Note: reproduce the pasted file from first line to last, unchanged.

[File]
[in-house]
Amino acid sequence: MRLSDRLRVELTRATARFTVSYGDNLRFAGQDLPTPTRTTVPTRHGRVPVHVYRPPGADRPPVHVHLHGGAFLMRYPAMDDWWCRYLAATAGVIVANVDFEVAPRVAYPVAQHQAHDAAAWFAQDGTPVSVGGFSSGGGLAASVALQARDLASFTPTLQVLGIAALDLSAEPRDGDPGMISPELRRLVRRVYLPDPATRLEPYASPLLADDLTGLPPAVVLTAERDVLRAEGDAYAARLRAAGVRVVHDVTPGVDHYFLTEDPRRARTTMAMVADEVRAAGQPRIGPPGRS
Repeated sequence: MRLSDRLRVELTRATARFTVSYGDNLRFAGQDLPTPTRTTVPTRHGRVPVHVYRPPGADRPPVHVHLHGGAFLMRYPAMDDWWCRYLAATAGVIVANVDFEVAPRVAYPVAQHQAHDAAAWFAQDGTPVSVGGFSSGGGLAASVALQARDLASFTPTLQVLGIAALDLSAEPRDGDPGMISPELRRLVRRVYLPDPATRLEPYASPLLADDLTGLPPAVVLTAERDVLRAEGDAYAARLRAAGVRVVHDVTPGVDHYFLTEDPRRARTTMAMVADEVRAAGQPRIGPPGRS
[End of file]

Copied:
[in-house]
Amino acid sequence: MRLSDRLRVELTRATARFTVSYGDNLRFAGQDLPTPTRTTVPTRHGRVPVHVYRPPGADRPPVHVHLHGGAFLMRYPAMDDWWCRYLAATAGVIVANVDFEVAPRVAYPVAQHQAHDAAAWFAQDGTPVSVGGFSSGGGLAASVALQARDLASFTPTLQVLGIAALDLSAEPRDGDPGMISPELRRLVRRVYLPDPATRLEPYASPLLADDLTGLPPAVVLTAERDVLRAEGDAYAARLRAAGVRVVHDVTPGVDHYFLTEDPRRARTTMAMVADEVRAAGQPRIGPPGRS
Repeated sequence: MRLSDRLRVELTRATARFTVSYGDNLRFAGQDLPTPTRTTVPTRHGRVPVHVYRPPGADRPPVHVHLHGGAFLMRYPAMDDWWCRYLAATAGVIVANVDFEVAPRVAYPVAQHQAHDAAAWFAQDGTPVSVGGFSSGGGLAASVALQARDLASFTPTLQVLGIAALDLSAEPRDGDPGMISPELRRLVRRVYLPDPATRLEPYASPLLADDLTGLPPAVVLTAERDVLRAEGDAYAARLRAAGVRVVHDVTPGVDHYFLTEDPRRARTTMAMVADEVRAAGQPRIGPPGRS